A Stroke or cerebrovascular accident (CVA) can be a very debilitating event in an individual’s life. Some individuals make a complete recovery, others only have minor difficulties and their communication is unaffected. However, for some, their speech and language can be severely affected.
What is a Stroke?
A stroke (CVA) occurs when there is either a blockage of an artery in the brain (cerebral ischaemia or infarction), or a haemorrhage, where an artery in the brain bursts. When there is a blockage, a certain area in the brain will go without blood and the cells in that area may die because they are not receiving sufficient oxygen. With an artery burst, blood leaks into the brain, or onto the brain’s surface and causes a build-up of pressure damaging cells. These nerve cells (neurons) help transmit information around the brain and body, but when they are damaged in an adult brain they do not regenerate well and so permanent damage often occurs. Spontaneous recovery (the brain’s own ability to recover) usually occurs most in the first 2-3 months following the stroke and then slows over the next 3 – 4 months. However, many people report progress beyond this time period and for several years afterwards, although the rate and amount of progress is likely to reduce over time.
The effects of Stroke on communication
The brain is an exceedingly complex organ and is made up of many different working parts. When one or more of these parts stops operating efficiently there will often be an impact on speech and language.
Speech – Dysarthria
Damage to the speech area in the brain can cause dysarthria and/or dysphonia which occurs because the brain damage has caused paralysis or weakness of the muscles of speech. Dysarthria is a motor speech disorder caused by a neurological injury or disease and it can affect one or more of the speech mechanisms – respiration, phonation, resonance, prosody, articulation. Injury or disease to the speech muscles may also cause dysarthric like symptoms. When the part of the brain that controls speech production is damaged, the link from the brain to the muscles of speech is affected.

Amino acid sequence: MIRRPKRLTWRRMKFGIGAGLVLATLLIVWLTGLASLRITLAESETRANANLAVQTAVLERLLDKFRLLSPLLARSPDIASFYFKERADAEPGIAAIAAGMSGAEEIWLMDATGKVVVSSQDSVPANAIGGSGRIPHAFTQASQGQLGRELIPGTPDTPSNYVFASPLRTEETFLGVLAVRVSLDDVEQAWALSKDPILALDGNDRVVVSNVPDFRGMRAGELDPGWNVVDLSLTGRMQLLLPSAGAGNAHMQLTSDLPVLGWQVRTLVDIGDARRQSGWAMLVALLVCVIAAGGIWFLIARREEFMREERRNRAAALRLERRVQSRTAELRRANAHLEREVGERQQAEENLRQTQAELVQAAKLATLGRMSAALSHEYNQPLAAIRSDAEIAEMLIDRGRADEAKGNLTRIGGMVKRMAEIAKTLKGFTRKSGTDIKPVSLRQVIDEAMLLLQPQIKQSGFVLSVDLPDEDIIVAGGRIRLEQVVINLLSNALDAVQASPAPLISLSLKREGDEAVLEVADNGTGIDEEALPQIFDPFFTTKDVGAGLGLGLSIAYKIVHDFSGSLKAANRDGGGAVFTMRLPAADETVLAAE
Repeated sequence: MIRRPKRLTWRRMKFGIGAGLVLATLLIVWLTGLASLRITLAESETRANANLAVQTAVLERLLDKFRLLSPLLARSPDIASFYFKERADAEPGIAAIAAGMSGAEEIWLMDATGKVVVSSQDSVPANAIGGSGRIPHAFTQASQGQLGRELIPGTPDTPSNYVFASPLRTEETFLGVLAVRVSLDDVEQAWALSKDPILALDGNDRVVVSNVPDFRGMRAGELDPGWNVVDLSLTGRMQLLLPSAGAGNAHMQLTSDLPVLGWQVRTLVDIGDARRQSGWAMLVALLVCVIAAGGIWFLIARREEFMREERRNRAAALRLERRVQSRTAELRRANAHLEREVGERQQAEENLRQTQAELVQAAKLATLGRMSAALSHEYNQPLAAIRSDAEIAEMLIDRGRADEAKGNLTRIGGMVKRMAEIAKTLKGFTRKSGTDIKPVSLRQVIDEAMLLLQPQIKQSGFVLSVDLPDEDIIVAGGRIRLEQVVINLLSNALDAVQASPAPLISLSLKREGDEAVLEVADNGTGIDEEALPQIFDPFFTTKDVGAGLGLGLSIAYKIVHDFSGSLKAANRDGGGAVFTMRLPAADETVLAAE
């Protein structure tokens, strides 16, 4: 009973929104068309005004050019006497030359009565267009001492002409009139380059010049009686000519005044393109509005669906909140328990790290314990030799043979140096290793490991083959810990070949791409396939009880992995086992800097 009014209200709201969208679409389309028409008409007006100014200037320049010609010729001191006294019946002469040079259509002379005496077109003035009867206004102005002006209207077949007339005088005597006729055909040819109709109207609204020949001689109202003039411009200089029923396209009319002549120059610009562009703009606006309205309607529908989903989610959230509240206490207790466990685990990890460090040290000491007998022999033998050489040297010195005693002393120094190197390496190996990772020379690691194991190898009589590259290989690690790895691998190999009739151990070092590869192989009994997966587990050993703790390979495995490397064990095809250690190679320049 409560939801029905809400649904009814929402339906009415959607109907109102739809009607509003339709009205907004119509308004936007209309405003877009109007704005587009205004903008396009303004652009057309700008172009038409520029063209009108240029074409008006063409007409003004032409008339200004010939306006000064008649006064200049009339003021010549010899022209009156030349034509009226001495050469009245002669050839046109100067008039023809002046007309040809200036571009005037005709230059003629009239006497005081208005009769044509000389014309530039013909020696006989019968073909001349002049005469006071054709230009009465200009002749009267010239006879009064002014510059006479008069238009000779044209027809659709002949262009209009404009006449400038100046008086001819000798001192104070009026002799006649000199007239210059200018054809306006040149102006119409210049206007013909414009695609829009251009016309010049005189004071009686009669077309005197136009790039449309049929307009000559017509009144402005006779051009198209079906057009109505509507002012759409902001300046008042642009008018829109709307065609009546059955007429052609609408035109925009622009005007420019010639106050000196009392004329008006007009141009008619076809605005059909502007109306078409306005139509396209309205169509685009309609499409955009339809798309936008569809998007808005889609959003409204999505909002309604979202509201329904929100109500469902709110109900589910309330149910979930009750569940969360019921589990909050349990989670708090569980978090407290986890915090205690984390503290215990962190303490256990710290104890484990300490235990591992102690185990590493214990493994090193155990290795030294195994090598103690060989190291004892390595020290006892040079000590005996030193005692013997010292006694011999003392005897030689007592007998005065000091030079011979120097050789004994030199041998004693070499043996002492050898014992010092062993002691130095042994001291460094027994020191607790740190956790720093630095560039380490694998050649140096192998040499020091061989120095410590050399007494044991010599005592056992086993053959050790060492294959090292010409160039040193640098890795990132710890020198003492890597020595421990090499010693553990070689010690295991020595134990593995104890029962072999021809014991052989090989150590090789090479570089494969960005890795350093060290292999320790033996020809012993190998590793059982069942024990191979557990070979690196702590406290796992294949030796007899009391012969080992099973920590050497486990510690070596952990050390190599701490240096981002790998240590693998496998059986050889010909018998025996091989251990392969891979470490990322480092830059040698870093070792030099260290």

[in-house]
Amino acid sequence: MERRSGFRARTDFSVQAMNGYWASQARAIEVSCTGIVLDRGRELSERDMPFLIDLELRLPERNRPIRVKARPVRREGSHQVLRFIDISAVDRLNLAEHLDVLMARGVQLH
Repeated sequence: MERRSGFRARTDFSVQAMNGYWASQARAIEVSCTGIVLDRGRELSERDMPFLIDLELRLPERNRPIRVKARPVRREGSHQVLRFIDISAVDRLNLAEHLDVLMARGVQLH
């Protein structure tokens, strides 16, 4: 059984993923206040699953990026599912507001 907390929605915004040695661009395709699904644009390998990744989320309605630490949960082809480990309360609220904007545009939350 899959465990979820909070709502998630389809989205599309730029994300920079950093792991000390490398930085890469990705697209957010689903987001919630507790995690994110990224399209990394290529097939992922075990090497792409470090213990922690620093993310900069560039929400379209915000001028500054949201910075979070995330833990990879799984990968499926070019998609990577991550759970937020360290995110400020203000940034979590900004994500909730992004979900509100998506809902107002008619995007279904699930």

Dysarthria can present in varying degrees of severity depending on localization and severity of brain damage. The production of speech sounds may be very difficult and in some cases, speech may not be possible. The lips, tongue, palate, facial muscles, and the vocal folds (vocal cords) may be uncoordinated or immobile. Further difficulties may occur if breathing is also affected as the lungs provide the energy for speech. An individual with dysarthria may have slurred, hoarse, jerky or strained speech and may be difficult to understand or completely unintelligible. Intelligibility may be further hindered by low volume, variable rate and rhythm, and irregular pitch. As well as stroke, dysarthria can be caused by brain tumour, traumatic brain injury, cerebral palsy, long term use of certain medication, and degenerative diseases such as Parkinson’s. Other co-occurring problems may include difficulties with swallowing and saliva control. There are different types of Dysarthria depending on the area of, and type of brain damage. Treatment for dysarthria can be carried out by a speech and language therapist/pathologist and may involve strengthening or relaxing speech muscles, improving breath control, using compensatory techniques, or looking at assistive communication strategies or devices.
Speech – Dysphonia